Critical thinking is---critical
Much of what I write on this blog refers back to history, with the goal of trying to make connections between then and now. Many times after I've written a post of that sort (or any sort, actually), I read a comment that seems especially obtuse, and I'm torn between the thought that the commenter's failure to understand what I've said (forget agreeing with it; we're talking about simple understanding here) represents a problem with critical thinking, and the notion that the commenter actually has a difficulty with reading comprehension.
Then again, it could be both. Or perhaps neither; maybe its just impatience and laziness coupled with hubris: a tendency to barely skim a post or article, think one has understood it, and then proceed to respond and try to refute it without even trying to comprehend the arguments being presented in the first place.
Or, then again, maybe the commenter is just a troll, and the "incomprehension" is feigned, strategic, and purposeful. Trolls get off on provoking all the other commenters (and the blogger, too, if possible) to dance and jump around and to generally wear themselves out in an effort to explain and to answer and to defend. So maybe the commenter has understood all too well what was said, and is just having fun stirring the pot and watching the steam rise as the stew bubbles fast and furiously.
But let's be kind, and assume for the moment that there really is some sort of comprehension problem, at least for many. Which reminds me that I've often thought by far the most important task of education is the teaching of critical thinking. With this skill mastered, students would be set for life, able to assimilate and evaluate new information reliably and to use good judgment in making decisions (including those all-important voting decisions, not to mention composing blog posts and blog comments).
But without the ability to think critically, it really doesn't matter how many facts a person has at his/her fingertips, because the information will be useless as a guide to writing, or to action--or to life itself.
Santayana's old adage, "those who cannot remember the past are condemned to repeat it," often feels all too true (and, I might mention, even those who do remember are often dragged right along with them into that repetition, tragic Cassandras shouting vainly into the wind). But is the failure to "remember" the past a literal one? Are people condemned to repeat history because they don't learn the facts--the dates, the battles, the famous movers and shakers? That's certainly part of it, in many cases.
But it may be more crucial that, even armed with facts, people often seem to lack the ability to put them into context, to evaluate them and the spin different sides give to them, to extract meaning and guide future action by applying them to the present day. And, after all, why else learn history, if not to help us act in the present and the future?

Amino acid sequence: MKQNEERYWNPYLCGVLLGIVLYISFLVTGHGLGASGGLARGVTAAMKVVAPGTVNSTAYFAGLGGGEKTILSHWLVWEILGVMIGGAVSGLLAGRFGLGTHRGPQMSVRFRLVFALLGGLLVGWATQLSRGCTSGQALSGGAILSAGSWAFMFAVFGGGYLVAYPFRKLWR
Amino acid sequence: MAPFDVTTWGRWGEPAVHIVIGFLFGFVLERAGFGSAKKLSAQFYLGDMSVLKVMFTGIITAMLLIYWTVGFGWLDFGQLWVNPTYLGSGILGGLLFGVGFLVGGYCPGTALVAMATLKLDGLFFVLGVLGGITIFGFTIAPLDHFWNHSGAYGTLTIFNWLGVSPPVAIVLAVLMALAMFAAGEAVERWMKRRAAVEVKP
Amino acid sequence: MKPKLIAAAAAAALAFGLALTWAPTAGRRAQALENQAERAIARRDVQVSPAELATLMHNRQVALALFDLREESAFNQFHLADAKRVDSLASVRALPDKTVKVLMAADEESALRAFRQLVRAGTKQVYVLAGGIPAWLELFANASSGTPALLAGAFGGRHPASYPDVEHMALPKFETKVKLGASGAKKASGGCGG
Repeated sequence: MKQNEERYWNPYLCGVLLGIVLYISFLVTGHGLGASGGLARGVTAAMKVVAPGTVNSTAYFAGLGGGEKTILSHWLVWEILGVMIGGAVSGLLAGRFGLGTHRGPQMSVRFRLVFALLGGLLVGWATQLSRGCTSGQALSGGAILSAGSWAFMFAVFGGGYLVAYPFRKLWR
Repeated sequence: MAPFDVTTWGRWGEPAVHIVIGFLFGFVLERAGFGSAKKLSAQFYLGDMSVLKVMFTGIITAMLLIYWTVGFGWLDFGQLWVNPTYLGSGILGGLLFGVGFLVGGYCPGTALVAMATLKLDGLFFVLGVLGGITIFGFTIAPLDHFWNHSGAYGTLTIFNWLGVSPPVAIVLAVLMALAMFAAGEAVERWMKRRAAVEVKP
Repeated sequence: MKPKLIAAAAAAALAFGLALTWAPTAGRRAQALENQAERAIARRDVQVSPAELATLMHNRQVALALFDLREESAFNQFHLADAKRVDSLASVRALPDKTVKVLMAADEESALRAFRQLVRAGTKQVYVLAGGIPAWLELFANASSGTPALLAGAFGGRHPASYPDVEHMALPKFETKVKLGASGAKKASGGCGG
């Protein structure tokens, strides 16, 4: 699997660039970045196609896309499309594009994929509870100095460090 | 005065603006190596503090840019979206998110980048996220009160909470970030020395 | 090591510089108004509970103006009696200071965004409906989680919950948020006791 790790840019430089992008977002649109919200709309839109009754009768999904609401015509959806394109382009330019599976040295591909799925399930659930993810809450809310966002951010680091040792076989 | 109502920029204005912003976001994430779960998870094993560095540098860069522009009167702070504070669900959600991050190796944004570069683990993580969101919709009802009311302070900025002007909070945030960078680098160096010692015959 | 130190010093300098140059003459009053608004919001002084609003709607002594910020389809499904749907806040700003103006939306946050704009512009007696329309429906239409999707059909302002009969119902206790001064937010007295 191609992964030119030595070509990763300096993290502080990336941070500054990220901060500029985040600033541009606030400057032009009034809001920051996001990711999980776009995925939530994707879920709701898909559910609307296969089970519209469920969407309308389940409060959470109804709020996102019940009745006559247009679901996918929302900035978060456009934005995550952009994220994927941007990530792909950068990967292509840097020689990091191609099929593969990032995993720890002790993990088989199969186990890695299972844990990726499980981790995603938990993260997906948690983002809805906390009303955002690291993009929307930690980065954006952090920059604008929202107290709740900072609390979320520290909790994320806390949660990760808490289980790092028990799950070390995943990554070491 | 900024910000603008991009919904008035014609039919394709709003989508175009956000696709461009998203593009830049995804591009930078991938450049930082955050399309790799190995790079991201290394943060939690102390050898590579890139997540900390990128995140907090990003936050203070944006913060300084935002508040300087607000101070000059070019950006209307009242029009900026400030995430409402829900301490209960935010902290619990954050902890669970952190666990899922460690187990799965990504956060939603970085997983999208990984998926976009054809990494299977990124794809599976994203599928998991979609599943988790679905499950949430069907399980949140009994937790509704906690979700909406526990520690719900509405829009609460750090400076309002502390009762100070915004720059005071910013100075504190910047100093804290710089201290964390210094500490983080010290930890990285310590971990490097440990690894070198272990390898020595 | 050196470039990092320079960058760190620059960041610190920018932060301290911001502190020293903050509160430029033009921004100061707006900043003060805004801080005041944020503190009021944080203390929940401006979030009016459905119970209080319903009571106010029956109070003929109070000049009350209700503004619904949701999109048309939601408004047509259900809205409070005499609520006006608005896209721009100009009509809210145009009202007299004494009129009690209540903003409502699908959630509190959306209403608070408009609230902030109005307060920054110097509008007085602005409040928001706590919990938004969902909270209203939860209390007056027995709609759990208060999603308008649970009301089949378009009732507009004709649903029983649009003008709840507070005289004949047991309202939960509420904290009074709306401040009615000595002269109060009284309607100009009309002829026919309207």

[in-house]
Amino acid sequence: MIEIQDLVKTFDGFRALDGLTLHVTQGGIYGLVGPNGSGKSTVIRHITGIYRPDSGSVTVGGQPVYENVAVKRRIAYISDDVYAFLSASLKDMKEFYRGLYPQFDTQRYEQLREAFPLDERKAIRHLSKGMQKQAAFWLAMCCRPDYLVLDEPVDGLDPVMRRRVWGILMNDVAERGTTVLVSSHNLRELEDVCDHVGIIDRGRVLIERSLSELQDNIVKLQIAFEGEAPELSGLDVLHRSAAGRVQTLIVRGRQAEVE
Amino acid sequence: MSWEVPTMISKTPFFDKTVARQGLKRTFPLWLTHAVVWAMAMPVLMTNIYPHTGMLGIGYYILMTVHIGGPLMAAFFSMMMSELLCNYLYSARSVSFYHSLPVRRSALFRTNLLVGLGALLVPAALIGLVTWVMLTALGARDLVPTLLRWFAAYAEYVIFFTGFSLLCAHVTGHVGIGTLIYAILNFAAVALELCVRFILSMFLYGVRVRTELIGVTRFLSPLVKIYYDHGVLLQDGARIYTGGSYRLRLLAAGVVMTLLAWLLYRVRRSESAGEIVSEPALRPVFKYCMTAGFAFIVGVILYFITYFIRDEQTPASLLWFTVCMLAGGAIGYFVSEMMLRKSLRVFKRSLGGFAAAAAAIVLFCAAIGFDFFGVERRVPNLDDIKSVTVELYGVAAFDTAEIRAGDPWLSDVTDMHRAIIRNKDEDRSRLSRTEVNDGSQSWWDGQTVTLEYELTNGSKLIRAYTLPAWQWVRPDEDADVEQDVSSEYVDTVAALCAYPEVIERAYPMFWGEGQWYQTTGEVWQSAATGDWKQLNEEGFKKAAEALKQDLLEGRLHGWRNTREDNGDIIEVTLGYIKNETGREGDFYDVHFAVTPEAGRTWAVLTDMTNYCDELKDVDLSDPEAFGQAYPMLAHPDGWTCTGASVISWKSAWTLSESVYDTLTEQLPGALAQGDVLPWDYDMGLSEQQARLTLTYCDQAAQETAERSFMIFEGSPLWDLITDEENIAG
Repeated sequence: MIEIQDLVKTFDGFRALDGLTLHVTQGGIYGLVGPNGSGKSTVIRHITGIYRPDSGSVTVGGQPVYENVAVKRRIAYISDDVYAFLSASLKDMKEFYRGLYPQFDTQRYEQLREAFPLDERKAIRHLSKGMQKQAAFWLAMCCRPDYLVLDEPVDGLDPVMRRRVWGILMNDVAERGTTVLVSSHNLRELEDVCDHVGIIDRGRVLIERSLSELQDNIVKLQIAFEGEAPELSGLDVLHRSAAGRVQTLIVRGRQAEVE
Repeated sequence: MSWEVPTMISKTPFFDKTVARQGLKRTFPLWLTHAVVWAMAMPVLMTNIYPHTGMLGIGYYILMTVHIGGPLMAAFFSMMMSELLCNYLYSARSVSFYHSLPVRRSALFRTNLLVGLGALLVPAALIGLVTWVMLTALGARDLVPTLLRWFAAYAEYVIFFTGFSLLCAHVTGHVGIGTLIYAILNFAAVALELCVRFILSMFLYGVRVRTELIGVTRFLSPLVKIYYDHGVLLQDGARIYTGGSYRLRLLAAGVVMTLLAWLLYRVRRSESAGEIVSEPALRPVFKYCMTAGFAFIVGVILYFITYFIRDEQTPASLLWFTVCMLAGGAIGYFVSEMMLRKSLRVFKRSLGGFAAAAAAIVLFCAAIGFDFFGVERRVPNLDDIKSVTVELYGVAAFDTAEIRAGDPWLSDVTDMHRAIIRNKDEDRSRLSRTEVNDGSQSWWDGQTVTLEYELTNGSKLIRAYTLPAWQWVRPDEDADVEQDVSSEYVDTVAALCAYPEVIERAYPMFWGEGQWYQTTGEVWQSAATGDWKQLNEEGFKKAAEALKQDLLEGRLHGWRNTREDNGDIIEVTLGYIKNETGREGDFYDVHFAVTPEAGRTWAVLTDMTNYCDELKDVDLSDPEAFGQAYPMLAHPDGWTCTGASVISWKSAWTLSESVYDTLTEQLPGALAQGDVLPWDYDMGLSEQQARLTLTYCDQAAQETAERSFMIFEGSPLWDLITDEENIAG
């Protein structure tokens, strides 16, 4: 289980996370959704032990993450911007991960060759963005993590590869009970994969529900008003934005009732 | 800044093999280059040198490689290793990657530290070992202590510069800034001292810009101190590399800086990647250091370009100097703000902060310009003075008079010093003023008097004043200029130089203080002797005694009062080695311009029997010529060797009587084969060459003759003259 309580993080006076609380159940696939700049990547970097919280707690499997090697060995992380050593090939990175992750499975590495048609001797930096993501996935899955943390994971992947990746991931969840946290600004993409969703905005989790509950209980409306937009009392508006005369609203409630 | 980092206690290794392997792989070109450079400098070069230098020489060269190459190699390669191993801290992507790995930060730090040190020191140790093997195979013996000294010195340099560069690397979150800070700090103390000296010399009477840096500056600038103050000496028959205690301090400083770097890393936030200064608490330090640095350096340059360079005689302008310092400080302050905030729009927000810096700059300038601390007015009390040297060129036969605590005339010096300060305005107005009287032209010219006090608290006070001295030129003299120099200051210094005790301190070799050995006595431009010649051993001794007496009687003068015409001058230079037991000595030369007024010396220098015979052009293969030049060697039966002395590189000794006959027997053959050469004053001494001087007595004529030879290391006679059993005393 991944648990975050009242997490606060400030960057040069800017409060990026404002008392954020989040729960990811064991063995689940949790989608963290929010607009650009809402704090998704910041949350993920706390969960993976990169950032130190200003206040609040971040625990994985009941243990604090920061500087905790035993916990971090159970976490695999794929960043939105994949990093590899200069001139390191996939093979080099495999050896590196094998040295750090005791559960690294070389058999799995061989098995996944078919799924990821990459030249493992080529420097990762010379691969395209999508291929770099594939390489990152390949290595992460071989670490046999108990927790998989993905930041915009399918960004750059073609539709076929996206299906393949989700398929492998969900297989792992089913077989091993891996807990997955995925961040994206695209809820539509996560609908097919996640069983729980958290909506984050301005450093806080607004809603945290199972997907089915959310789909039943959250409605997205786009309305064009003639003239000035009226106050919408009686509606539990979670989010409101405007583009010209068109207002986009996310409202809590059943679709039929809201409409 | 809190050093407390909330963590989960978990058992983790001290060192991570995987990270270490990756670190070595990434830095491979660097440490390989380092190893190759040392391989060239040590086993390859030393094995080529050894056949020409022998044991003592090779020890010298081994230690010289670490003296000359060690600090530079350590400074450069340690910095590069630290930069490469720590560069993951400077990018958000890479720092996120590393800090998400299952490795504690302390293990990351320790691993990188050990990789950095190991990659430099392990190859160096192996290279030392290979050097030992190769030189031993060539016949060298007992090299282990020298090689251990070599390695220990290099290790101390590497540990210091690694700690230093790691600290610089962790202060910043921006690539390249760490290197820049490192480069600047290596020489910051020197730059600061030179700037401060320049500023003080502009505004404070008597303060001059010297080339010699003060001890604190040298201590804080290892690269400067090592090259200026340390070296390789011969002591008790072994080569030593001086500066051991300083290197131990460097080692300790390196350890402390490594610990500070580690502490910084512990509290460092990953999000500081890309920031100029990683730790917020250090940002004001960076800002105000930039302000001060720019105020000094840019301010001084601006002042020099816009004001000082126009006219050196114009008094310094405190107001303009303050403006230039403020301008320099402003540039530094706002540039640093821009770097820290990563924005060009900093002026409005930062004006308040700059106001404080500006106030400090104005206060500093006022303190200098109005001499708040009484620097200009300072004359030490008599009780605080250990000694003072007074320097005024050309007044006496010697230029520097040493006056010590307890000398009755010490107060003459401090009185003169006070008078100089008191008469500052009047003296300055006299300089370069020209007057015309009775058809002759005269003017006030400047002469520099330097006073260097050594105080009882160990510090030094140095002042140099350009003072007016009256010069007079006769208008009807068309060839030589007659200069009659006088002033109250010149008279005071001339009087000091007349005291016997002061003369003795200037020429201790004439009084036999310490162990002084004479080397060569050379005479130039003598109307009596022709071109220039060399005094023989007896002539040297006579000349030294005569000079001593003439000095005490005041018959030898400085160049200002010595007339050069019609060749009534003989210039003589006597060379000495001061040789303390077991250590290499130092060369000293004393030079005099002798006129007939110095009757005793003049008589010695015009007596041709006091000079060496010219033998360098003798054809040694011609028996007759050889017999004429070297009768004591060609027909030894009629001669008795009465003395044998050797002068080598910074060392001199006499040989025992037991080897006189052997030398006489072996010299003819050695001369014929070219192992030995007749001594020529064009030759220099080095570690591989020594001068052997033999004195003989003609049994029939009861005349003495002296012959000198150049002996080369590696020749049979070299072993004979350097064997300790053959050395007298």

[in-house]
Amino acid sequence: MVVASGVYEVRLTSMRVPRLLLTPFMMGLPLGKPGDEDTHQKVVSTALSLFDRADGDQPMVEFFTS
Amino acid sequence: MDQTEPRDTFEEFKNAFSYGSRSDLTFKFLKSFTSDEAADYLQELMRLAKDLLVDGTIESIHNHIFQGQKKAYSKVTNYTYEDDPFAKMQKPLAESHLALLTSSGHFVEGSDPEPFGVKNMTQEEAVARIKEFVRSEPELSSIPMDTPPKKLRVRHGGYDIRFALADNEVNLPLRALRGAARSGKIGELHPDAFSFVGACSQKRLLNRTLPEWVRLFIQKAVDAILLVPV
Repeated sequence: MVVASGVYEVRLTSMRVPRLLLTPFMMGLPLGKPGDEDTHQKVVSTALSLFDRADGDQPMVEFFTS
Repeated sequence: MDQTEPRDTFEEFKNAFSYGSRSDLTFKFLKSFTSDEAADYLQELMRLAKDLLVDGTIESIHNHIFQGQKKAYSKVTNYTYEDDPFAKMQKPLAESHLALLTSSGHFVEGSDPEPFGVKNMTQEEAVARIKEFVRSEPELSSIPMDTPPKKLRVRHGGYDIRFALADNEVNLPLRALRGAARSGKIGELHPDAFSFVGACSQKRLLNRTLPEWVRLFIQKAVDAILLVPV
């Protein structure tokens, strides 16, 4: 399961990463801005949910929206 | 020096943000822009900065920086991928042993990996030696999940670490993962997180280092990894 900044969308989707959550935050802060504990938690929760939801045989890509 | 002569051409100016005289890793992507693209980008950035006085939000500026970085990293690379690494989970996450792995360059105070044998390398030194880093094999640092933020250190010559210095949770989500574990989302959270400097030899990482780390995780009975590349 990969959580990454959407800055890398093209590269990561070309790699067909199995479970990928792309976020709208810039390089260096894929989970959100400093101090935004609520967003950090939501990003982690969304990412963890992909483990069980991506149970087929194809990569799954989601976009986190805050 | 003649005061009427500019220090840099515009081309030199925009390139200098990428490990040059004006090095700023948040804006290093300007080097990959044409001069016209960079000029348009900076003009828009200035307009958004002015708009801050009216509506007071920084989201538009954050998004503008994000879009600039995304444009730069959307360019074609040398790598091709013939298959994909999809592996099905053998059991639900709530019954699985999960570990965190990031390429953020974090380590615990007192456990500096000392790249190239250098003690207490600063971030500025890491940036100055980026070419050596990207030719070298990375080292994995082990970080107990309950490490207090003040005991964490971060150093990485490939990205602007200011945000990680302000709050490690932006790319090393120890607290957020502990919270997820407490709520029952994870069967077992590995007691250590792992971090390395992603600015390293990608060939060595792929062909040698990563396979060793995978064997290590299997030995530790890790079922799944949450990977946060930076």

Again, I'm not talking merely about those who disagree with me. I can recognize that there are logical, well-thought-out arguments on the other side, those that don't misrepresent what opponents are saying in the first place. I may not agree with the premises or the conclusions, but I can follow the reasoning. It's distortions and sophistry and failures of logic that bother me the most.
A major part--maybe the major part--of critical thinking is learning to recognize logical fallacies in argument. Why is this not ordinarily taught in school and considered a required subject, as important--if not more so--as history or English, or even reading?
I don't know about you, but I certainly was never even introduced to the topic, despite having received a fairly decent public school education in the honors classes of a New York City high school, and attendance at several major well-known and highly respected universities as both an undergraduate and then a graduate student.
So, what's going on here? Critical thinking seems to be considered mostly the realm of logic studies, which are easily avoided at most universities (see this list of colleges that presently require some sort of critical thinking courses of their students; note that although the University of California system appears to require one such course of all students, in actuality the category is defined so broadly as to be virtually useless).
Some are trying hard to remedy the situation, even at a pre-college level; here's the website of a group called "The National Center for Teaching Thinking" based in Boston, for example. But, quite obviously, we have an awfully long way to go.
So I've got another series contemplated: my plan is to every now and then take one logical fallacy and write about it. First up on the agenda (although not today): the strawman fallacy.
We'll see how far I get with this; I'm learning some of it as I go along, myself. And my tendency towards Blogger Attention Deficit Disorder (BADD, or ideaphoria; I've got ideas for about two hundred different unwritten posts churning around right now, with short notes on most of them) has been known to get in my way.
But I'm trying to do my bit--although, of course, the vast majority of my readers are already critical thinkers, right?
[ADDENDUM: Okay, okay, this is getting a little weird. I wrote most of this post yesterday, was busy earlier today, and just now as I went to post it I happened to check over at Dr. Sanity's, and found this, which I had not seen before.
I guess it was an idea whose time had come, especially for psychobloggers.}